The Ripple Effect: Europe’s chain reaction

If ever I could point at something and call it a political chain reaction, it would be the series of elections in Europe this past year.

In France, way back in May, Marine Le Pen’s pro-France-and-only-France National Front (FN) party was absolutely trumped by Emmanuel Macron and his party, En Marche!, winning 66.1 percent of the vote. But although the FN lost, it snagged over one-third of the votes cast — a record for the party.

In the Netherlands, Geert Wilders’ and his Dutch Party for Freedom (PVV) lost to the country’s incumbent prime minister, Mark Rutte. But while the PVV was defeated, some of its (less extreme, more palatable to the general public) ideas were still carried over by Rutte, whose participation in an echo chamber of populist campaign slogans factored into his victory.

Now take a look at Germany: on Sept. 24, citizens cast their votes to determine how many seats each political party gets in the Bundestag (their parliament), and effectively determined who the next chancellor would be in the process. While the status quo was preserved with incumbent Chancellor Angela Merkel’s victory, ripples were still made by right-wing party Alternative for Germany (AfD).

Although the anti-immigration, anti-climate change policy, anti-European Union AfD only reached third place, with 13 percent of the vote according to CNN, and it’s torn between a moderate and far-right subdivision,  but there’s a trend here. As the string of near-misses lengthens, the extremist portions of these right-wing parties only get more extreme.

Already, the less radical side of the AfD is weakening, with the refusal of co-chairwoman Frauke Petry (one of its more moderate leaders) to join the AfD’s parliamentary party in the Bundestag due to conflict with its other leaders.

In describing Petry as moderate, I must clarify that she’s “moderately moderate.” Petry leads the AfD like a terrifying schoolteacher would rule over a classroom — according to the New Yorker, after all, protesters who show up to her rallies get invited to speak onstage, and then have their arguments methodically torn apart by her. Both she and the other somewhat-moderate AfD leader, Alice Weidel, run damage control whenever Alexander Gauland (Weidel’s co-candidate in the election) continues his running pattern of saying something controversial enough to get in the day’s headlines.

Damage control, however, doesn’t necessarily mean disowning the extreme remarks of other AfD politicians, seeing as Petry has made similarly controversial remarks that refugees illegally crossing the border must be shot if necessary, and Weidel’s reputation for imperturbability has been marred by the unearthing of a racist email, according to Deutsche Welle.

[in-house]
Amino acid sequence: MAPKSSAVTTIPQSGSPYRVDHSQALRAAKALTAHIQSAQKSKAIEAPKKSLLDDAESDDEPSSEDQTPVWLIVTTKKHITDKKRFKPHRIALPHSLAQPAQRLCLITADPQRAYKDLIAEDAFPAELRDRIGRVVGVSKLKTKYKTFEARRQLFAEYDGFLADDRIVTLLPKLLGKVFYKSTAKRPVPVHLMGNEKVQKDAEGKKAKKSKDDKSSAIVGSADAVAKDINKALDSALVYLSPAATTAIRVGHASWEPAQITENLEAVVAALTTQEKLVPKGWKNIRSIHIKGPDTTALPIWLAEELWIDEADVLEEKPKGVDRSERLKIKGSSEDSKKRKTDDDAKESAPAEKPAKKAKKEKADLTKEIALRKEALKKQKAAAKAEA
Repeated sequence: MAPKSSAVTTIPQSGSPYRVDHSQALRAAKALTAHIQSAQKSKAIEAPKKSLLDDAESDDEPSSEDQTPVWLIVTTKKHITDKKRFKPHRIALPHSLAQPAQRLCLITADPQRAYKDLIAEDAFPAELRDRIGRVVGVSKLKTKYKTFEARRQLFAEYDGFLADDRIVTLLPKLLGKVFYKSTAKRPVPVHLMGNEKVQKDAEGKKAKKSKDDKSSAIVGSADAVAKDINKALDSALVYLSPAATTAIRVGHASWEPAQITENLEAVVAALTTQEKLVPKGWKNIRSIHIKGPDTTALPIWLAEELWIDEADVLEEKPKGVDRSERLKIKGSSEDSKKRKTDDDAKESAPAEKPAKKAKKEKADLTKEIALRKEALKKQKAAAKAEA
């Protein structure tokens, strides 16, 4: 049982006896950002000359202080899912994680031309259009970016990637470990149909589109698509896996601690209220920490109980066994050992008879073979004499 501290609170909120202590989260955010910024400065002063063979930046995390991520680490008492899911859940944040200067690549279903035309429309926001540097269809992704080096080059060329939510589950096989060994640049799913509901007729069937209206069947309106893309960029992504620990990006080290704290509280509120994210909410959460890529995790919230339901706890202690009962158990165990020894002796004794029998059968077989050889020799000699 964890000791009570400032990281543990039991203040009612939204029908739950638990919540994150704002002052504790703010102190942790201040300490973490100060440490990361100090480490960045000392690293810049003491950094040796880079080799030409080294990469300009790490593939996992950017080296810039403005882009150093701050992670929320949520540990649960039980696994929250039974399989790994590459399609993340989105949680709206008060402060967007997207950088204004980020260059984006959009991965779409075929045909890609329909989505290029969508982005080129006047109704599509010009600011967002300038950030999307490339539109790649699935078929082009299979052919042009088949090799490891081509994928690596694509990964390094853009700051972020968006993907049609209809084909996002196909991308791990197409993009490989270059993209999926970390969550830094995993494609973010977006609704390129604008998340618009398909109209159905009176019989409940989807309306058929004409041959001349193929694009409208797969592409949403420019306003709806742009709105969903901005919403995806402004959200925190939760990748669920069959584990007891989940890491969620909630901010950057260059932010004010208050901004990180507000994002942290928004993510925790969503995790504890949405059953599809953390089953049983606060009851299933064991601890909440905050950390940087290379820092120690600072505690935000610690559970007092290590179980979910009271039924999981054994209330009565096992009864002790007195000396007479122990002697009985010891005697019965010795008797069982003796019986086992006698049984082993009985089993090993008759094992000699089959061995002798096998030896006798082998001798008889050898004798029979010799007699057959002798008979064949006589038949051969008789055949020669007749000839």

Petry’s stepping back is less of a loss of a moderating influence in the AfD, then, and more of a realization of what it is in its core. She may cite the fact that there were disagreements over whether or not Björn Höcke, who heads the AfD in the Thuringia region, should be shut out from the party for polarizing statements about the Holocaust, but her leaving will eventually lead to the damage control team stepping back too and letting such hardliners grow stronger.

Far-right parties have recently tried outwardly toning down their stances and forcing rose-colored glasses on the rest of the world to lure in more supporters, and while that strategy may have worked at the start, their string of almost-successes in France, in the Netherlands and in Germany has shown them that they still need one last surge of voters for victory.

And where to get it? They’ve all but siphoned out the ambivalent voters, and an appeal too much further left would contradict their own principles. Even Germany’s Left Party, which has kept true to its on-the-nose name by pledging to oppose Petry, Weidel and co., has seen a sizeable chunk of its own voters switch over to the AfD. There’s not much further to wring out there.

The time has come, the far-right’s decided, to crush those rosy glasses, reveal itself and let those last few come from the furthest right. After zooming out to see the balancing act in its entirety, the AfD’s surprising snatching of third place for the chancellery shouldn’t be a surprise, then, seeing as it’s always been there, albeit with a reputation somewhat softened by smoke and mirrors.

We’ll see if the facade keeps collapsing in the eight major European elections left this year.  

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